Specializing in Spine, Sports & Physical Medicine

The Pain Pill Epidemic, Who is Responsible?

The Pain Pill Epidemic

The article linked below is a very good review that was written in the New Yorker magazine in November of 2013. In the article to author discusses what we know about long term narcotic usage for chronic pain and what we do not know. He also outlines some of the contributing factors that lead to an explosion of narcotic use in the United States over a 10 year time frame. I want to highlight a few key points from the article.

  1. “By 2010, the United States, with about five per cent of the world’s population, was consuming ninety-nine per cent of the world’s hydrocodone (the narcotic in Vicodin), along with eighty per cent of the oxycodone (in Percocet and OxyContin), and sixty-five per cent of the hydromorphone (in Dilaudid).”
  2. “As narcotics prescriptions surged, so did deaths from opioid-analgesic overdoses—from about four thousand to almost seventeen thousand.”
  3. “Studies have shown that patients who receive narcotics for chronic pain are less likely to recover function, and are less likely to go back to work.”
  4. “The potential side effects of prescription narcotics include constipation, sexual dysfunction, cognitive impairment, addiction, and overdosing.”
  5. “When patients receive narcotics for long periods, they can even become more sensitive to pain, a condition called hyperalgesia.”

This last item I believe is a very important one to consider. It is believed that pain medication reduces a person’s pain. However, in up to 10% if not more, the more pain medication someone takes the greater their pain level becomes. This is an under appreciated problem when prescribing narcotics.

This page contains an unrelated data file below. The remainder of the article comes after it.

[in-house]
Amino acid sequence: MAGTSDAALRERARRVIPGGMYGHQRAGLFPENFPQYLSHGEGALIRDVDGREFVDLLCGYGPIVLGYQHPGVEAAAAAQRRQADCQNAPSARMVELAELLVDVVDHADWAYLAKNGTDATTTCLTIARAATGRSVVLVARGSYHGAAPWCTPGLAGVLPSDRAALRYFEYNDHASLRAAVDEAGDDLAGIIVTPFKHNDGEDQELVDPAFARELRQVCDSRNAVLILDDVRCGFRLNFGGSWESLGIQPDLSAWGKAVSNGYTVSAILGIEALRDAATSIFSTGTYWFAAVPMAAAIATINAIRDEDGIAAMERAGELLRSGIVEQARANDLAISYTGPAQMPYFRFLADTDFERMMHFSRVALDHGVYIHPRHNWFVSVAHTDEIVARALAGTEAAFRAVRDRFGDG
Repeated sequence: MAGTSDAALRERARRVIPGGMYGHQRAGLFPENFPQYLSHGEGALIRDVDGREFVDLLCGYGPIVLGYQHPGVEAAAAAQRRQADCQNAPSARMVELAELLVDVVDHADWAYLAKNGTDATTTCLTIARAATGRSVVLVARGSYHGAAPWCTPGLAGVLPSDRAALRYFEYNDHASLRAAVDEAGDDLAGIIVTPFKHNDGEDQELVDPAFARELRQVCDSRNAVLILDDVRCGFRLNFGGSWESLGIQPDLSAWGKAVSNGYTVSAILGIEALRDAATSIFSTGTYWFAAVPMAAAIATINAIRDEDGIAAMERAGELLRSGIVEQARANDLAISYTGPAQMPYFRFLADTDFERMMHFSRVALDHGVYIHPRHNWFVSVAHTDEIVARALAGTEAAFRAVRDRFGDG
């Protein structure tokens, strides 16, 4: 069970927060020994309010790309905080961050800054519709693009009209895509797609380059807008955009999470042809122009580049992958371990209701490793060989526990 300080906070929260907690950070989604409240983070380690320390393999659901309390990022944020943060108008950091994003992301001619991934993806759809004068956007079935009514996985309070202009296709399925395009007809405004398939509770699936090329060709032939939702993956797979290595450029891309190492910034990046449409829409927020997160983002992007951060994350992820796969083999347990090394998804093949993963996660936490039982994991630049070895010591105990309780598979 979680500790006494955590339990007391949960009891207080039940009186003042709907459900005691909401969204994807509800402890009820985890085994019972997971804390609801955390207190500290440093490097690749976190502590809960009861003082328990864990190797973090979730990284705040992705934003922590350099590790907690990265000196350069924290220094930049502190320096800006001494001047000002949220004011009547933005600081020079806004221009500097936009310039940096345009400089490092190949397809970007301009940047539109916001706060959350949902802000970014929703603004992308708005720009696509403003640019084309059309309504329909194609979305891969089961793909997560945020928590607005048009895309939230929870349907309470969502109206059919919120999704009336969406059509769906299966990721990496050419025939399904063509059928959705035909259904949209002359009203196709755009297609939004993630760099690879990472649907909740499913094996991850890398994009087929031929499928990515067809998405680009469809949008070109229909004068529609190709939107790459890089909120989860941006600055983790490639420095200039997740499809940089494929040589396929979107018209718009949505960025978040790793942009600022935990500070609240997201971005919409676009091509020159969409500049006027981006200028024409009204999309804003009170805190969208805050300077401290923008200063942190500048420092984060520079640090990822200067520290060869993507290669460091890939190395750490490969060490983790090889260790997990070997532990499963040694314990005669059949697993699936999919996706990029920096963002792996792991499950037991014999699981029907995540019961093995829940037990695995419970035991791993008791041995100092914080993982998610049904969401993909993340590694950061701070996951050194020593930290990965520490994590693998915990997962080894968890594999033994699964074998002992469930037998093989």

There is not strong medical evidence that the prescription of narcotics to treat chronic, non-cancer pain is effective over long periods: most studies of prescription narcotics last only twelve to sixteen weeks. It is not possible to extrapolate to long term usage when the studies only ran four months. Recent studies point to the fact that over the long term narcotics at best lead to a small improvement in pain levels but also lead to a worsening of function as well as increased disability. My specialty is Physical Medicine and Rehabilitation and I was taught that improvement in functional capacity and reduction in disability are the most important things to address. If the use of narcotics results in a worsening of these two then why prescribe them at all on a long-term basis?

Finally, the author talks about two articles published in major medical journals in the 1980s that started to notion that it was okay to prescribe narcotics long-term. The first was a one hundred word letter to the editor piece in the New England Journal of Medicine in 1980 in which it was “reported that less than one per cent of patients at Boston University Medical Center who received narcotics while hospitalized became addicted.” This was followed up by a paper published in the journal Pain in 1986 that concluded that, for non-cancer pain, narcotics “can be safely and effectively prescribed to selected patients with relatively little risk of producing the maladaptive behaviors which define opioid abuse.” It was estimated that only a very small percentage of people that are prescribed narcotics become addicted. More recent studies suggest that the numbers in the general population can be as high as 35%.


I welcome you to read this very good article-



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